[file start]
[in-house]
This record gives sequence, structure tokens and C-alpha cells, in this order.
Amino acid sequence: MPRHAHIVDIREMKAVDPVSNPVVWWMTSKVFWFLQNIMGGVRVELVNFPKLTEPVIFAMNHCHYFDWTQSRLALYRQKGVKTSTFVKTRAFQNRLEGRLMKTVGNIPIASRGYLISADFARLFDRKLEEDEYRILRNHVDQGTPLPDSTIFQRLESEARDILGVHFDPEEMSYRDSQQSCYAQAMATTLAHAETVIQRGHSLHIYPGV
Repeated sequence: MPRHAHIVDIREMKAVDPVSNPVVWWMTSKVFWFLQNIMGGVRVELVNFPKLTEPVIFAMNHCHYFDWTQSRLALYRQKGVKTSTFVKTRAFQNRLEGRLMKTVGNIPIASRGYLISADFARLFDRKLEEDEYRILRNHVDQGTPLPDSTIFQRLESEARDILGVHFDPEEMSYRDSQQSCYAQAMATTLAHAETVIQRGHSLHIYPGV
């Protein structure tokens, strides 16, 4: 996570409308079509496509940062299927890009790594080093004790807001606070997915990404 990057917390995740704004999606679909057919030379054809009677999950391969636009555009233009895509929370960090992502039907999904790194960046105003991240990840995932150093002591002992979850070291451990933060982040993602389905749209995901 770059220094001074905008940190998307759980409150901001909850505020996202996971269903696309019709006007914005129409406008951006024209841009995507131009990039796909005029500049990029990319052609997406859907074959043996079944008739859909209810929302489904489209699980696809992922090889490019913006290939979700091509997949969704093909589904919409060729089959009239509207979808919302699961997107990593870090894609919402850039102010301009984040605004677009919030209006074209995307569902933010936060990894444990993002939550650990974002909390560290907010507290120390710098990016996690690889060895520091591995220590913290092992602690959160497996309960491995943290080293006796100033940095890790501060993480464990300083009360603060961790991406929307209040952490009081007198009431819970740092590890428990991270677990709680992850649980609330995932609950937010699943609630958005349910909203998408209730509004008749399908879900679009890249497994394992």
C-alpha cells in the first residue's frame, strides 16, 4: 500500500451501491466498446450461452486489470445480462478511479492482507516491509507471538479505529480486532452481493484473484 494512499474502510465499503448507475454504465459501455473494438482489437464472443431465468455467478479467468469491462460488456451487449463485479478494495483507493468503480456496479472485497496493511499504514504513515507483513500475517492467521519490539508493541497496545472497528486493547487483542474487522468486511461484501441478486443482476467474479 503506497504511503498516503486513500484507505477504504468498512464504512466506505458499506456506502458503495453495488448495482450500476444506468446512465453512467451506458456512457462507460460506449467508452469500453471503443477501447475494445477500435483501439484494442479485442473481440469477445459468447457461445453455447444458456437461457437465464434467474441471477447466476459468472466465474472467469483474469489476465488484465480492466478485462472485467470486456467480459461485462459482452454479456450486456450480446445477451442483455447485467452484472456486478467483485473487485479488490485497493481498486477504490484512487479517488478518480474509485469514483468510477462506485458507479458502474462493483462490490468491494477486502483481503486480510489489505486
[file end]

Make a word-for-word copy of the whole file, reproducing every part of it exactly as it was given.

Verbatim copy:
[in-house]
This record gives sequence, structure tokens and C-alpha cells, in this order.
Amino acid sequence: MPRHAHIVDIREMKAVDPVSNPVVWWMTSKVFWFLQNIMGGVRVELVNFPKLTEPVIFAMNHCHYFDWTQSRLALYRQKGVKTSTFVKTRAFQNRLEGRLMKTVGNIPIASRGYLISADFARLFDRKLEEDEYRILRNHVDQGTPLPDSTIFQRLESEARDILGVHFDPEEMSYRDSQQSCYAQAMATTLAHAETVIQRGHSLHIYPGV
Repeated sequence: MPRHAHIVDIREMKAVDPVSNPVVWWMTSKVFWFLQNIMGGVRVELVNFPKLTEPVIFAMNHCHYFDWTQSRLALYRQKGVKTSTFVKTRAFQNRLEGRLMKTVGNIPIASRGYLISADFARLFDRKLEEDEYRILRNHVDQGTPLPDSTIFQRLESEARDILGVHFDPEEMSYRDSQQSCYAQAMATTLAHAETVIQRGHSLHIYPGV
């Protein structure tokens, strides 16, 4: 996570409308079509496509940062299927890009790594080093004790807001606070997915990404 990057917390995740704004999606679909057919030379054809009677999950391969636009555009233009895509929370960090992502039907999904790194960046105003991240990840995932150093002591002992979850070291451990933060982040993602389905749209995901 770059220094001074905008940190998307759980409150901001909850505020996202996971269903696309019709006007914005129409406008951006024209841009995507131009990039796909005029500049990029990319052609997406859907074959043996079944008739859909209810929302489904489209699980696809992922090889490019913006290939979700091509997949969704093909589904919409060729089959009239509207979808919302699961997107990593870090894609919402850039102010301009984040605004677009919030209006074209995307569902933010936060990894444990993002939550650990974002909390560290907010507290120390710098990016996690690889060895520091591995220590913290092992602690959160497996309960491995943290080293006796100033940095890790501060993480464990300083009360603060961790991406929307209040952490009081007198009431819970740092590890428990991270677990709680992850649980609330995932609950937010699943609630958005349910909203998408209730509004008749399908879900679009890249497994394992």
C-alpha cells in the first residue's frame, strides 16, 4: 500500500451501491466498446450461452486489470445480462478511479492482507516491509507471538479505529480486532452481493484473484 494512499474502510465499503448507475454504465459501455473494438482489437464472443431465468455467478479467468469491462460488456451487449463485479478494495483507493468503480456496479472485497496493511499504514504513515507483513500475517492467521519490539508493541497496545472497528486493547487483542474487522468486511461484501441478486443482476467474479 503506497504511503498516503486513500484507505477504504468498512464504512466506505458499506456506502458503495453495488448495482450500476444506468446512465453512467451506458456512457462507460460506449467508452469500453471503443477501447475494445477500435483501439484494442479485442473481440469477445459468447457461445453455447444458456437461457437465464434467474441471477447466476459468472466465474472467469483474469489476465488484465480492466478485462472485467470486456467480459461485462459482452454479456450486456450480446445477451442483455447485467452484472456486478467483485473487485479488490485497493481498486477504490484512487479517488478518480474509485469514483468510477462506485458507479458502474462493483462490490468491494477486502483481503486480510489489505486